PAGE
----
Food Shame

My family on a walk recently.  I think this is our best shadow portrait ever.  :)

My family on a walk recently. I think this is our best shadow portrait ever. đŸ™‚

I was watching The Biggest Loser recently and Bob Harper, the trainer, started addressing the issue of shame around food. Dealing with my food shame was a really difficult thing. Even now, sometimes I find myself saying a blanket statement about how I process food so much differently that my husband, that my body seeks out fat and carbs when left to its own devices, so I need to be careful. Admitting things like that is a lot like talking about intimate money issues or sex. People look surprised that I earnestly and willingly share that ice cream is so yummy to me that I don’t have a lot of control around it!
Bob started talking about how we shouldn’t have shame about the foods we like, that we can still have them, we just need to figure out how they work into our diets. We shouldn’t hide what we eat because we shouldn’t have the shame. And to differentiate shame from guilt, I’ll turn to Brene Brown’s definition: Guilt- we feel guilty when we ate something bad. We feel shame when we think we are a bad person for eating a poor food choice.
Food has defined me for ages- shame was a frequent visitor in my childhood and young adulthood. After some reflection, I started thinking of all the times I’ve sneaked food. When I was a kid, I would stealthily sneak into the pantry, grab something without making it crinkle, then I’d dash up the stairs to consume it quickly in my room. Forget about Girlscout Cookie time, soccer candy bar sales, or any other fund raiser where I sold food. I would use my babysitting money to eat and eat and eat whatever I was selling, alone, up in my bedroom. It felt awful. When Bradley and I first moved in together, I would keep nuts and candy in my underwear drawer and when Bradley left the house, I would shove it in my mouth as fast as I could, both because I wanted to eat it and because I was ashamed of hoarding food, so I wanted to destroy the evidence that I had bought, hidden and eaten food that my husband would have been just fine with. But I felt deep shame. Weak. Untrustworthy.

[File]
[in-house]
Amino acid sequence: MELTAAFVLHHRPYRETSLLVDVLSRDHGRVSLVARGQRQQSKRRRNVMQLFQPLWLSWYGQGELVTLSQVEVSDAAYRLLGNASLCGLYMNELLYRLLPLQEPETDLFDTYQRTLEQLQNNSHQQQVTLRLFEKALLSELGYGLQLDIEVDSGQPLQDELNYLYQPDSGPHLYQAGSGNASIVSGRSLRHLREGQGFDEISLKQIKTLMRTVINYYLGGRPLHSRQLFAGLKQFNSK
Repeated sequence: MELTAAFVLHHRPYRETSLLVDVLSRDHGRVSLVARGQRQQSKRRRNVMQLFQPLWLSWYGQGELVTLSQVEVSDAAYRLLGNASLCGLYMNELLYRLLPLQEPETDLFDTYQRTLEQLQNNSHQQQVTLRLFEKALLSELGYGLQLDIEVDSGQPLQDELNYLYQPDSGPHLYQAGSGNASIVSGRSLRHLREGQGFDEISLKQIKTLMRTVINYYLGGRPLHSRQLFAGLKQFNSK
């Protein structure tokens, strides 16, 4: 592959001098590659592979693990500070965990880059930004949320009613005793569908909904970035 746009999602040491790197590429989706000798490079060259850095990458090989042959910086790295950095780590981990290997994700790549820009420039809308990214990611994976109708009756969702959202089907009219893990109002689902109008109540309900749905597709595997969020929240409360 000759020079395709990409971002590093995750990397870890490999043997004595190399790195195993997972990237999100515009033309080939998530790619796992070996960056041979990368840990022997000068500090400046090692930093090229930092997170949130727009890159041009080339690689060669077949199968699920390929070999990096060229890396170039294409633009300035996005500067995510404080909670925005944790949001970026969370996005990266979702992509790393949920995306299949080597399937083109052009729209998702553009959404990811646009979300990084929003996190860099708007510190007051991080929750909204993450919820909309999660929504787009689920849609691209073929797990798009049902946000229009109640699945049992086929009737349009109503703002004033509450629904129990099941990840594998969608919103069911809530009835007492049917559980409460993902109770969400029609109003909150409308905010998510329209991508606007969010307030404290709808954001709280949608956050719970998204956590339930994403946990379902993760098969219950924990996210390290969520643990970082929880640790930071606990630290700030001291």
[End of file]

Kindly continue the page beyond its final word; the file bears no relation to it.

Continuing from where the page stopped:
I will admit, now, to a current fancy chocolate collection. It began as a transparent way to hoard food (just in case I had a chocolate emergency and needed to binge, I suppose) and now the collection has shrunk to only a beautiful golden star of chocolate and a giant Hershey’s kiss that reminds me of my late Grandma Johnson. I’ve let go of and eaten or shared my stash, and I haven’t been compelled to rebuild it. If I want chocolate I just go to the store and buy it.
Anyhow, that just triggered a lot of thoughts about food and shame and me. I’m glad to say that speaking my truth, reflecting and sharing my demons has made them lose most of their power over me. Openly admitting that I lurve (way more than love) fried foods is really hard. No one is supposed to like that stuff- we just eat it because it’s handy, right? (And delicious and crispy and moist and if there is a better way to make food deliciously crispy then please tell me what it is!) But we act like it’s just repulsive and we feel such repellant shame that most people who do, indeed, love Red Robin’s French fries, will talk down about fried foods because of the shame. I don’t think fried food is the culprit, serving sizes and frequency of intake is the problem. I believe that I can still eat the food I love, in this case, RR fries. I just need to limit it to that one or two times a year we go out to eat. And when I do, I need to moderate myself. No shame needed, right?
I guess, to make a long story short, one of my most powerful tools has been to admit that I have a problem with certain foods, to name the problem and then I make a plan for how I’m going to publicly incorporate them into my diet. That said, some things I had to leave behind for a while before I was able to eat them again.image

Leave a Reply

Your email address will not be published. Required fields are marked *